Lost or NeverLost?

While on my business trip (and visiting The Forester) I was pleased to find that my rental car had a navigational system in it; although a long-time user of computer-generated driving directions from the web (and I’ve seen great improvement in the accuracy and usefulness of those systems), I’d been wanting to try one of the newfangled in-car dohickeys.

The system in question was a Magellan NeverLost (III perhaps), and I was quite pleased with how well it performed.  I didn’t read any instructions, and had no problem operating it (although I disliked the keyboard-less address-entry GUI — why don’t they install dasher instead?).  I never glanced at a single map that I had printed out in advance.  Indeed, after following the rental-car clerk’s directions to a grocery store (which put me off my printed routes), I punched in the address of my hotel, and the GPS took me right there.

Fortunately, even though I was probably more tempted than most to fidget with it while driving, I did not find it obtrusive at all. After entering the directions, there is no need to look at the screen at all, since it gives you 2mile, 1.1mile, and impending warnings for every turn.  The nice lady in the tiny box does not even attempt to pronounce actual street names (i.e. “Elm street”, or “I-95”), but gives all directions relationally (“You are approaching a freeway entrance on the left”, or “Right turn in 2 miles”, or my favorite, “You are approaching a slight right turn, followed by a slight right turn”, by which was meant a right turn that had a special little 50-foot-long curved roadlet so right-turners wouldn’t have to wait at the light or turn too sharply — if that’s as concise as I can describe it, I guess her words are pretty good!).  It wasn’t even for a couple of trips that I discovered where the next street names were printed on the little map screen.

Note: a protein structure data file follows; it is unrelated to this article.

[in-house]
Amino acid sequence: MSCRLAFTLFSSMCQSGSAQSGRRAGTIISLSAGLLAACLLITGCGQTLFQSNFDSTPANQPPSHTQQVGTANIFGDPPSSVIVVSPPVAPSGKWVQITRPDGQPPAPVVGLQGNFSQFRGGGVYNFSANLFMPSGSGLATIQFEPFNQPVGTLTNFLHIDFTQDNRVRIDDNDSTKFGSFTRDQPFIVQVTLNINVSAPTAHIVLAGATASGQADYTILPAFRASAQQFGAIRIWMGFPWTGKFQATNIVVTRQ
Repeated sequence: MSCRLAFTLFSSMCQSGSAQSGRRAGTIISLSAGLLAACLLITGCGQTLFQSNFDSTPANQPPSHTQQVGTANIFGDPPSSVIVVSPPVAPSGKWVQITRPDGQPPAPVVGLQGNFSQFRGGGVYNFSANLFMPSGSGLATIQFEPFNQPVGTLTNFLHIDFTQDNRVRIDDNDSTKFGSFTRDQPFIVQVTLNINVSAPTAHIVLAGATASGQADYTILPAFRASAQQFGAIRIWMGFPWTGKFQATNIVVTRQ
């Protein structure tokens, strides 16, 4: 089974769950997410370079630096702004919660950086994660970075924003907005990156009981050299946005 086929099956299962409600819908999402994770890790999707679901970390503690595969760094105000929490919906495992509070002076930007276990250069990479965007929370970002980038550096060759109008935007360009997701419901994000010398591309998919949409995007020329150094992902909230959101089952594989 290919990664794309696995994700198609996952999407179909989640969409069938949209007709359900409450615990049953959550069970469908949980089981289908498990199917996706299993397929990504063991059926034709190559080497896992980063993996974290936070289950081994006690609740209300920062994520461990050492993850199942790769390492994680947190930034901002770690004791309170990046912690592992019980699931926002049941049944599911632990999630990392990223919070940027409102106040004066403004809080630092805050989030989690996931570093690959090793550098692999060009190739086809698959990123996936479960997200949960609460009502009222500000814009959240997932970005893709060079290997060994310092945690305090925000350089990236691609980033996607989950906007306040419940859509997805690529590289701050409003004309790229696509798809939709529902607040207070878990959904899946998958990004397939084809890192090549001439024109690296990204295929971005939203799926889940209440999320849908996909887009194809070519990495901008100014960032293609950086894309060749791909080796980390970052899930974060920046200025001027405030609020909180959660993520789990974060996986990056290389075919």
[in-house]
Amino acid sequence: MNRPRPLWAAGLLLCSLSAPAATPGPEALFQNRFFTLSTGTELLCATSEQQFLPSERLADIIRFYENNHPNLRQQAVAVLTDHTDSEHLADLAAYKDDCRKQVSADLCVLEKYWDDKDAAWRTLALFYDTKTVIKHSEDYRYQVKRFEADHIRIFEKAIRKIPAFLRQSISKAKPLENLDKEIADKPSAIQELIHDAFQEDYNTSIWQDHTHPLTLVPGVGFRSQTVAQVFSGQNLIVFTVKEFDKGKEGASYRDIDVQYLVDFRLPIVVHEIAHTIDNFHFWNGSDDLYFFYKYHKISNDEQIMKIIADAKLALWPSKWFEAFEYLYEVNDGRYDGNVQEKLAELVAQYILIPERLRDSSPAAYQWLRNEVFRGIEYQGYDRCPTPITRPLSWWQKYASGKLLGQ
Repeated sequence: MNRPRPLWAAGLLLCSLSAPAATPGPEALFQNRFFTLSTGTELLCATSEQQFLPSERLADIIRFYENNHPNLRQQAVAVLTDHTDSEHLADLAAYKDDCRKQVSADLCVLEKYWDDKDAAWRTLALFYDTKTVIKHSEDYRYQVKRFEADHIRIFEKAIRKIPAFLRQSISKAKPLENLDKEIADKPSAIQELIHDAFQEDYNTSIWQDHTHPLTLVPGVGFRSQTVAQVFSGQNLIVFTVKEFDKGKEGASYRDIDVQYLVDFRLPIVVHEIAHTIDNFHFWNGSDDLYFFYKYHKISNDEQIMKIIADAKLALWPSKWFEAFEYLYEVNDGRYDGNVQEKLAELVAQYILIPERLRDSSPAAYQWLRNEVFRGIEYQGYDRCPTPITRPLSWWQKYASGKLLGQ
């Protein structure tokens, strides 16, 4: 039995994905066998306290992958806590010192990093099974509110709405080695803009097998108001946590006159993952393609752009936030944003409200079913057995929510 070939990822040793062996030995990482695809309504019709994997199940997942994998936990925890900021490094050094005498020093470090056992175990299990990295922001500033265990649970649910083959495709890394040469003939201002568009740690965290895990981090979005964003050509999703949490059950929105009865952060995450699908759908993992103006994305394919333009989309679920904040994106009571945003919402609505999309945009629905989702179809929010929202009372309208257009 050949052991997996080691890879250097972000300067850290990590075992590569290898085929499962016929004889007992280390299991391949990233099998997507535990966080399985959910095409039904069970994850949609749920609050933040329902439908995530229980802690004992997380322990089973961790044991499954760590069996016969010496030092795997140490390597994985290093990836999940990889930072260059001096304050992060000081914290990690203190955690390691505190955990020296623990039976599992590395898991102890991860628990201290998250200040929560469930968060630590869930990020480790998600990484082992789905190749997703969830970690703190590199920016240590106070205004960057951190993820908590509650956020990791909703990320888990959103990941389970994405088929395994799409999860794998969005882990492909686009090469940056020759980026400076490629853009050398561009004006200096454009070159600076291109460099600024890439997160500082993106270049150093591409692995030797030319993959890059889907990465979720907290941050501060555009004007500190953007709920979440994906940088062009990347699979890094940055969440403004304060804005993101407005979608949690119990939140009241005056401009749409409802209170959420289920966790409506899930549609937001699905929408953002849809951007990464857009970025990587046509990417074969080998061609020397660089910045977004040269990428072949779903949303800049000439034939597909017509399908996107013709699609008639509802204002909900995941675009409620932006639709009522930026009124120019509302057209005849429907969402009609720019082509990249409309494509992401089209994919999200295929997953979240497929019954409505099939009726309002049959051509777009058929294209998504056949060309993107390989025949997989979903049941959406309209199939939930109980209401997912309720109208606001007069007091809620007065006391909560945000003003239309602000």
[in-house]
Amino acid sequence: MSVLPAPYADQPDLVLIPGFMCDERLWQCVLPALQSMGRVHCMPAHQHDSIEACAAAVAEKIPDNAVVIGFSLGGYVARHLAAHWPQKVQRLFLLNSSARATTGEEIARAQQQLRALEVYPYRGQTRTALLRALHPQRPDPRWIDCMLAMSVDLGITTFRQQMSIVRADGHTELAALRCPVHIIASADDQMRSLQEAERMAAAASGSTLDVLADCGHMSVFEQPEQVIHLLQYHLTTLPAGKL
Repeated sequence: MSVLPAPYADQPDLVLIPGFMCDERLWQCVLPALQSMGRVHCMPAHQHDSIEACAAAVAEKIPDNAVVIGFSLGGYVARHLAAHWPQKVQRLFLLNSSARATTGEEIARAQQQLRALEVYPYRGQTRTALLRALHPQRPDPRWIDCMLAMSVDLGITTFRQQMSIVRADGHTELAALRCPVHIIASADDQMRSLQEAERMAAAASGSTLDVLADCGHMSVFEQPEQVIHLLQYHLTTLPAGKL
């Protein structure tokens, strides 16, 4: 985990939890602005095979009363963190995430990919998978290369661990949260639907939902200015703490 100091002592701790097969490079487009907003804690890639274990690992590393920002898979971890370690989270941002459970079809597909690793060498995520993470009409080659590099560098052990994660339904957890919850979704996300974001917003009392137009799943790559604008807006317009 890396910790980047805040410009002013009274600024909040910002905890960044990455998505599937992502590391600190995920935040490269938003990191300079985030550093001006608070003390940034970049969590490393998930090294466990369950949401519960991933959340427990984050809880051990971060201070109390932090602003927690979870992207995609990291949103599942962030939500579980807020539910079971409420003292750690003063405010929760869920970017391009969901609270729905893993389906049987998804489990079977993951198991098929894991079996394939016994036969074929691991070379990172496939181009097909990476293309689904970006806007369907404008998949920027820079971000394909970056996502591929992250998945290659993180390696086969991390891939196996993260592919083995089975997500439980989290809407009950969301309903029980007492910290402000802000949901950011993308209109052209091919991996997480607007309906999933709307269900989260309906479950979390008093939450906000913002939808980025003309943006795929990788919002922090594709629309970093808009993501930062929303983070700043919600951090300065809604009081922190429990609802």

So it was fun, easy, and dependable to use, but I miss the engagement with the local geography that you get from studying maps and routes.  At no time did I have any impression of which way I was driving, where my destination was in relation to the direction my wheels were currently pointed — in general, I never felt I knew where I was.

I guess this is just another particular version of the general complaint about the isolating effects of new technologies.  People are still lamenting about how email diminishes face-to-face interaction, but it is also helping to keep friends and families and businesses interconnected, even though they are spread around the globe.  People complain that an email just isn’t as much of a real personal connection as a phone call.  And that’s true, but I bet people said the same thing when the novelty of the telphone began to wear off, and people didn’t get together face-to-face as much.  But in the long run, isn’t it obvious that the telephone has been a net boon to communication in our society?

To close, I have to tattle on the one big gaffe made by the nice lady in the tiny box.  I guess the maps loaded into the unit were a little old, because they didn’t include the location (and probably existence) of the new consolidated BWI rental-car facility.  Despite the polite insistence that I “make a u-turn as soon as it is legal and safe”, I decided to follow the road signs pointing to “Rental Car Return”.  I had a plane to catch, and I wasn’t going to let a heap of junky technology lead me on a wild-goose chase!

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